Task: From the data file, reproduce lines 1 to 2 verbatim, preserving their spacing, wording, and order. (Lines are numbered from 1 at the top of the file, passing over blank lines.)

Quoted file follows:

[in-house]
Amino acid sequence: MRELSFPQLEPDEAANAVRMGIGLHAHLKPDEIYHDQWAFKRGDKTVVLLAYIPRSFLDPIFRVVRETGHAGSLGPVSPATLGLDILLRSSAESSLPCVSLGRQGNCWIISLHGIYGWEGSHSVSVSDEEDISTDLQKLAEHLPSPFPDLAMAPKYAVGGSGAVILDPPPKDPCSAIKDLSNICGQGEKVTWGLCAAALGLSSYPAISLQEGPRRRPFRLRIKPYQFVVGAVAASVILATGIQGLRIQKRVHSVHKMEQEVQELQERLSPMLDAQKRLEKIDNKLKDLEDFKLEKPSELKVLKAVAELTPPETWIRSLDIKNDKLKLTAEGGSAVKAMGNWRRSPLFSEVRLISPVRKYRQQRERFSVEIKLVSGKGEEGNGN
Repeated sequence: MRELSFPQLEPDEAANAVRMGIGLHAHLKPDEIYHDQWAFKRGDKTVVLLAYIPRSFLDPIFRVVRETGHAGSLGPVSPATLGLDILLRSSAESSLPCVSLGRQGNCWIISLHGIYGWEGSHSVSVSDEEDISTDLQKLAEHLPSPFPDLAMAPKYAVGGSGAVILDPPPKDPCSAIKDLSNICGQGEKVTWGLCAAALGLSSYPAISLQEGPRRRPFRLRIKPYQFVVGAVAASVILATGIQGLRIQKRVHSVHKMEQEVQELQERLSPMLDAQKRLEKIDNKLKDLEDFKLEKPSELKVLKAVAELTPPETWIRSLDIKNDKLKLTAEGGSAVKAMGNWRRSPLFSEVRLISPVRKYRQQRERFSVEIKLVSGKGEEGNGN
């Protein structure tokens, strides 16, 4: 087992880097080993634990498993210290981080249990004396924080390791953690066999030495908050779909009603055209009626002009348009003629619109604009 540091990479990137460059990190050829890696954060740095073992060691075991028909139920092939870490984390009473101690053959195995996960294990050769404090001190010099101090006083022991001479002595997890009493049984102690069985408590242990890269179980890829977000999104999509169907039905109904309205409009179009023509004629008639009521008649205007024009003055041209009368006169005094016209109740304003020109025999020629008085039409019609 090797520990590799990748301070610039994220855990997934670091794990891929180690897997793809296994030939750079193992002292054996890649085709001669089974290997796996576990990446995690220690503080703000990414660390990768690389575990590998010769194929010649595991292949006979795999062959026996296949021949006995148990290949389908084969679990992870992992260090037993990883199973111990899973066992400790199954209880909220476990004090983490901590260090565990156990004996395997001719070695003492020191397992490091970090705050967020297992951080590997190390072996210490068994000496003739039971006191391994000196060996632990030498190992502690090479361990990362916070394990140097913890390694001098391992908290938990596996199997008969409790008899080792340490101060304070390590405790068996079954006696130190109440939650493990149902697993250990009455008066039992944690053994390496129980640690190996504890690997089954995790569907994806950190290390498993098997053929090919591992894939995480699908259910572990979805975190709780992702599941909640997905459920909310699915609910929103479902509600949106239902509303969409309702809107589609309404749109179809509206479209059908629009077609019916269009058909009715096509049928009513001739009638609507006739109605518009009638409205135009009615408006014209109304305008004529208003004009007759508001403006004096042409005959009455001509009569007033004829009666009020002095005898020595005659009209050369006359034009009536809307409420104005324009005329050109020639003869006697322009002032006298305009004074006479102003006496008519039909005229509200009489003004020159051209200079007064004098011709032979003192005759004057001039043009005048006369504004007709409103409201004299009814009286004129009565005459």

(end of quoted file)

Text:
[in-house]
Amino acid sequence: MRELSFPQLEPDEAANAVRMGIGLHAHLKPDEIYHDQWAFKRGDKTVVLLAYIPRSFLDPIFRVVRETGHAGSLGPVSPATLGLDILLRSSAESSLPCVSLGRQGNCWIISLHGIYGWEGSHSVSVSDEEDISTDLQKLAEHLPSPFPDLAMAPKYAVGGSGAVILDPPPKDPCSAIKDLSNICGQGEKVTWGLCAAALGLSSYPAISLQEGPRRRPFRLRIKPYQFVVGAVAASVILATGIQGLRIQKRVHSVHKMEQEVQELQERLSPMLDAQKRLEKIDNKLKDLEDFKLEKPSELKVLKAVAELTPPETWIRSLDIKNDKLKLTAEGGSAVKAMGNWRRSPLFSEVRLISPVRKYRQQRERFSVEIKLVSGKGEEGNGN